The c-PL data for our DHs show two types of extended defects. (211)B substrates had a high defect density (ρd > 107 cm−2) with the majority of these defects attributed to individual dislocations. Twin-related defects dominated on (100)-oriented substrates and had lower defect densities (104–107 cm−2). CdTe and its ternary alloys have traditionally been grown on (211) substrates to suppress twin formation and facilitate heteroepitaxy.5,7–11 But dislocation density was initially very high for samples on (211)B substrates. We attributed this to poor interface quality and a need for better substrate preparation which, when implemented, led to improved growth. On the other hand, polar (100) surfaces have much higher surface energy than non-polar surfaces and act as nucleation centers for twin-related defects.11 Twinning during growth on (100)-oriented substrates occurs about a ⟨111⟩ axis, resulting in inclined twin lamella.8 Bonding across the twin plane is satisfied at the atomic level, resulting in no significant recombination centers. However, bonds cannot be satisfied at the edges of the twin lamella, resulting in paired dislocation/extended defect formation with resulting non-radiative recombination as seen in the signatures in Figure 1(a). Figure 1(b) shows an atomic-force microscopy (AFM) scan of a (100)-oriented layer grown under conditions enhancing growth of the twin lamellae compared to the epitaxial layer. The intersection of the lamella edges leads to the observed dark spot “couplets” that are characteristic of twinning. This is analogous to paired dislocations seen at the edges of smaller stacking faults (as seen by transmission electron microscopy (TEM)19).

FIG. 1.

(a) A c-PL image and (b) an AFM micrograph of a 2-μm thick CdTe/CdMgTe DH grown on InSb (100) with large twin density. Double dark spots are the intersection of twin lamellae with the matrix. The height range of the micrograph for the AFM is ∼8 to 12 nm.

FIG. 1.

(a) A c-PL image and (b) an AFM micrograph of a 2-μm thick CdTe/CdMgTe DH grown on InSb (100) with large twin density. Double dark spots are the intersection of twin lamellae with the matrix. The height range of the micrograph for the AFM is ∼8 to 12 nm.

Close modal

Localized dark features in c-PL images in Figure 2 indicate non-radiative recombination at extended defects. The feature size is related to the rate of carrier diffusion towards the defect in combination with the recombination rate at the defect.20,21 The recombination rate can be evaluated using the contrast ratio C(r). Chen et al. have shown that for local excitation and local collection of luminescence signals, in the case of a fixed photocarrier lifetime τ and diffusion coefficient D, the contrast near an extended defect can be found from22 

C(r)=I0I(r)I=K02(r/Ld)K02¯(0),
(1)

where I0 is the PL signal from a homogeneous area, I(r) is the signal at a distance r from the defect, K0 is a modified Bessel function, K0¯ is the function's average within a laser spot, and the diffusion length is Ld=Dτ. Fitting the data in Figure 2(d) to Equation (1) suggests Ld = 6.3 ± 0.3 μm near dislocations and Ld = 6.2 ± 0.3 μm for twin-related defects. The similar values suggest that the recombination rate of both types of defects is large enough that recombination is limited by diffusion dynamics, with the defects' effect on overall recombination only limited by how quickly the carriers can diffuse to the defect. Because the c-PL measurements were taken under high optical injection conditions (with an excess carrier density around 3 × 1018/cm3), this value is not representative of the minority-carrier diffusion coefficient and the assumptions used in deriving Equation (1) are not strictly valid. However, as shown here and noted by Chen et al.,22 the functional form fits the distribution well with Ld as an effective diffusion length, and the excess carrier distribution will have the form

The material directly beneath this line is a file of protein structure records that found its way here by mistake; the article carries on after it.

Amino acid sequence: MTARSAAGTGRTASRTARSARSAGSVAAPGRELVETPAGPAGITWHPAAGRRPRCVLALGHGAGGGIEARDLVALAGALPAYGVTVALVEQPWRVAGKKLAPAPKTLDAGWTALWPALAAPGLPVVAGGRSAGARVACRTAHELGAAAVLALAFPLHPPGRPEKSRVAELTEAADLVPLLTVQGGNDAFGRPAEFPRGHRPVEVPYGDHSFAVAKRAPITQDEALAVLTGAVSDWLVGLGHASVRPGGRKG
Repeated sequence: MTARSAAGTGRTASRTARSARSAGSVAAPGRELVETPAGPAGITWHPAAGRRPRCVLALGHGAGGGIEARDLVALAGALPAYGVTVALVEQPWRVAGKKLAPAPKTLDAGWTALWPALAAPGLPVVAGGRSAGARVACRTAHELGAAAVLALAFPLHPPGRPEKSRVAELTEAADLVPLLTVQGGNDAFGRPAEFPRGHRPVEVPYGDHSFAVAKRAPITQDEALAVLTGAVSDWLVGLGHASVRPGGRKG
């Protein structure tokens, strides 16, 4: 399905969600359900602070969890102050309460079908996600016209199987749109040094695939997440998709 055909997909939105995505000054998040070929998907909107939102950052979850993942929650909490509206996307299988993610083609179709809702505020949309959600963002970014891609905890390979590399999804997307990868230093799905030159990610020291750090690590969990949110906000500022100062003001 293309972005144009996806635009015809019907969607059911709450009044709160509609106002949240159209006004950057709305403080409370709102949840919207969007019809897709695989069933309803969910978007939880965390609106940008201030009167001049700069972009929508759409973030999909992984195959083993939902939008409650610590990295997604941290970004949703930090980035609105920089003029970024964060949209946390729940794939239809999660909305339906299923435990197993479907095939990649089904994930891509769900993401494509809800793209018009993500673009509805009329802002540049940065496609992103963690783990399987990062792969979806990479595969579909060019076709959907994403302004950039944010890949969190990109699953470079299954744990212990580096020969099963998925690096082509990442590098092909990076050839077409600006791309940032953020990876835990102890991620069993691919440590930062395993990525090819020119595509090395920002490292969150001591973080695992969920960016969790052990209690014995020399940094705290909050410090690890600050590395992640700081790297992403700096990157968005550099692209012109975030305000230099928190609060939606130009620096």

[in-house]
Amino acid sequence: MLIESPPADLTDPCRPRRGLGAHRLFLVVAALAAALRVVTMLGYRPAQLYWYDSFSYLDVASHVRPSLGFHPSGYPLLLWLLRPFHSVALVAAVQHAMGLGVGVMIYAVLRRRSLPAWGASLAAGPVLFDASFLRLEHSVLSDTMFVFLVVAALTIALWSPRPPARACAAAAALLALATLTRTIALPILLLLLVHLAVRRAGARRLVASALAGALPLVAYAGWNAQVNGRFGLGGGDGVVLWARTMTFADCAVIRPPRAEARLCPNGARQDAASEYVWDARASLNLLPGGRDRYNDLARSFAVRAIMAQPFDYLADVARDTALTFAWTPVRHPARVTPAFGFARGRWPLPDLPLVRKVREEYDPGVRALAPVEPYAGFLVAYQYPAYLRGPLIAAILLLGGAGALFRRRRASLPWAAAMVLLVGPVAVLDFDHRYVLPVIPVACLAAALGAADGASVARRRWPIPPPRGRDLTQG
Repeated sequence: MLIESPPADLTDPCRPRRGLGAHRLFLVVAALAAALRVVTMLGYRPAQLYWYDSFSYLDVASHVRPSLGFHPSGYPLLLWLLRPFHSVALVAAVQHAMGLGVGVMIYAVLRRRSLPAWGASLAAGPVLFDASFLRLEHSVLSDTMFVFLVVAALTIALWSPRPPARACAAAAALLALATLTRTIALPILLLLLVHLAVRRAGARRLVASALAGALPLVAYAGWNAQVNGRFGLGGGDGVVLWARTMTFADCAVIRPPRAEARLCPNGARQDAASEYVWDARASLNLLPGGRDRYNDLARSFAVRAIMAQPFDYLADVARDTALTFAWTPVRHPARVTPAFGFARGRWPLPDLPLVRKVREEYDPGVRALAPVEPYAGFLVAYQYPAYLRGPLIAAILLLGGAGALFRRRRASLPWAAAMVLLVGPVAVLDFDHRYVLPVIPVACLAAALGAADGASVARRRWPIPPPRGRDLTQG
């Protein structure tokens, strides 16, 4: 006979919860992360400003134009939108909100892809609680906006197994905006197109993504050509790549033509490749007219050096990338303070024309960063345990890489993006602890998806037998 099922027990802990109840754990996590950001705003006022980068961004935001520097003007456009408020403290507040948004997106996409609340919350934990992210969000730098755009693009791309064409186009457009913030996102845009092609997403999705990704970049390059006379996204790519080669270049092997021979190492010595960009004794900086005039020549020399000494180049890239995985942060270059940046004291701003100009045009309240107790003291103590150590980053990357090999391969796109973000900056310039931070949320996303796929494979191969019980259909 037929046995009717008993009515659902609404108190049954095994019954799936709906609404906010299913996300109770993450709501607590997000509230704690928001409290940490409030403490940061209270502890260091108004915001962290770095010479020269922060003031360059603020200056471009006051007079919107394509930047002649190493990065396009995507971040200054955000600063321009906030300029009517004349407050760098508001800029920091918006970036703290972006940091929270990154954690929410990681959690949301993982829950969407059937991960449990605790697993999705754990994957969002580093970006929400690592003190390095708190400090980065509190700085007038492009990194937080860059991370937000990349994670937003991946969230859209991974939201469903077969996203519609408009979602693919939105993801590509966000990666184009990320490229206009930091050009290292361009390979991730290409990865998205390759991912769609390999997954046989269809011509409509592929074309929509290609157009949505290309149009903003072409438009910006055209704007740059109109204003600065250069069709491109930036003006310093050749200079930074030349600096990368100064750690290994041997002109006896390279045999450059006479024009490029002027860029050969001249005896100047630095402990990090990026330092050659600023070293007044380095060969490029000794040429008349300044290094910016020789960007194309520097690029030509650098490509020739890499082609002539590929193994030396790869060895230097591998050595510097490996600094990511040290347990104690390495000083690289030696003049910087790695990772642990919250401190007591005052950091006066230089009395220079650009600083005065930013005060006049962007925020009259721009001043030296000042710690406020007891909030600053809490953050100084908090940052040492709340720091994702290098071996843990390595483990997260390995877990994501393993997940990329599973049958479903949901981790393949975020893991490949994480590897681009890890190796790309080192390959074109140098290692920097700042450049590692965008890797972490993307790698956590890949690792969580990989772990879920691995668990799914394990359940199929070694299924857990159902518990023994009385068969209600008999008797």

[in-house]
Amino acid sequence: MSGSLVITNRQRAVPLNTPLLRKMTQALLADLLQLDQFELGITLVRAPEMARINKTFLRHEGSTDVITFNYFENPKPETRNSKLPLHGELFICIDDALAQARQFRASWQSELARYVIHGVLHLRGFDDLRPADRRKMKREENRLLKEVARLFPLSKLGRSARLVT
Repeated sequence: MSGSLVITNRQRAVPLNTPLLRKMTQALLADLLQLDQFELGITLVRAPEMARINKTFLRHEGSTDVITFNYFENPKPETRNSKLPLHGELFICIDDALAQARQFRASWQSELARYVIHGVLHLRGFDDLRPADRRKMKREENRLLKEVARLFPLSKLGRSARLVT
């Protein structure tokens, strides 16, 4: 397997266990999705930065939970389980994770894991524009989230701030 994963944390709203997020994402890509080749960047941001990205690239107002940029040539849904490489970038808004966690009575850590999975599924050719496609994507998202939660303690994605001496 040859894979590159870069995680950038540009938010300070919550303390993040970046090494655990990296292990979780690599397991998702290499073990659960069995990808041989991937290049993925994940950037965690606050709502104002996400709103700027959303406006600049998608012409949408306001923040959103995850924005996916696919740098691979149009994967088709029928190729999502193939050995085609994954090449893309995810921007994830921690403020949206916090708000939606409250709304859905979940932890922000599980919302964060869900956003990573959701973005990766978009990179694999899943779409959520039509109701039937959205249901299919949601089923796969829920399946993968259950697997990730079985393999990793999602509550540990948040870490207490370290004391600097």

δn(r)=δp(r)(G2πD)K0(rLd),
(2)

with G being the generation rate.

FIG. 2.

(a) Dislocation-dominant and (b) twin-dominant c-PL images for CdTe epilayers on (211)B and (100) substrates. The scale is the same in both images. (c) High-magnification images and linear cross-sections of the PL signal for each feature were taken. (d) The contrast ratio C(r) for both defect types were fit to Eq. (1) to determine charge-carrier diffusion length.

FIG. 2.

(a) Dislocation-dominant and (b) twin-dominant c-PL images for CdTe epilayers on (211)B and (100) substrates. The scale is the same in both images. (c) High-magnification images and linear cross-sections of the PL signal for each feature were taken. (d) The contrast ratio C(r) for both defect types were fit to Eq. (1) to determine charge-carrier diffusion length.

Close modal

The variation of the dominant defect type allowed the use of LTPL emission spectra to identify the defect-related spectroscopic transitions and electron-phonon coupling. In addition to exciton peaks (1.57–1.60 eV)23–25 and emission due to donor-acceptor pairs and point defects (∼1.55 eV),23–25 LTPL data contained a Y-luminescence band due to extended defects26–28 with a zero phonon line (ZPL) between 1.45 eV and 1.50 eV and longitudinal (LO) phonon replicas with a 21-meV separation.27,29 To determine the ZPL energy and the electron-phonon coupling, which was distinctly different for samples with different dominant defects, we fit these data with Gaussian functions.23,24 This analysis, shown in Figure 3, indicates a ZPL energy of 1.473 eV for dislocation-dominant samples on CdTe (211)B substrates and 1.460 eV for twin-related defect-dominant films on InSb (100) substrates. The ZPL energy for the dislocation-dominated sample is in excellent agreement with correlative PL and transmission electron microscopy (TEM) analysis.28 In contrast, the ZPL energy for twins was 13 meV lower. The intensity of Gaussian sub-bands I(n) was also fit to a Poisson distribution in the Huang-Rhys model30 

I(n)=I0eSHRSHRn/n!,
(3)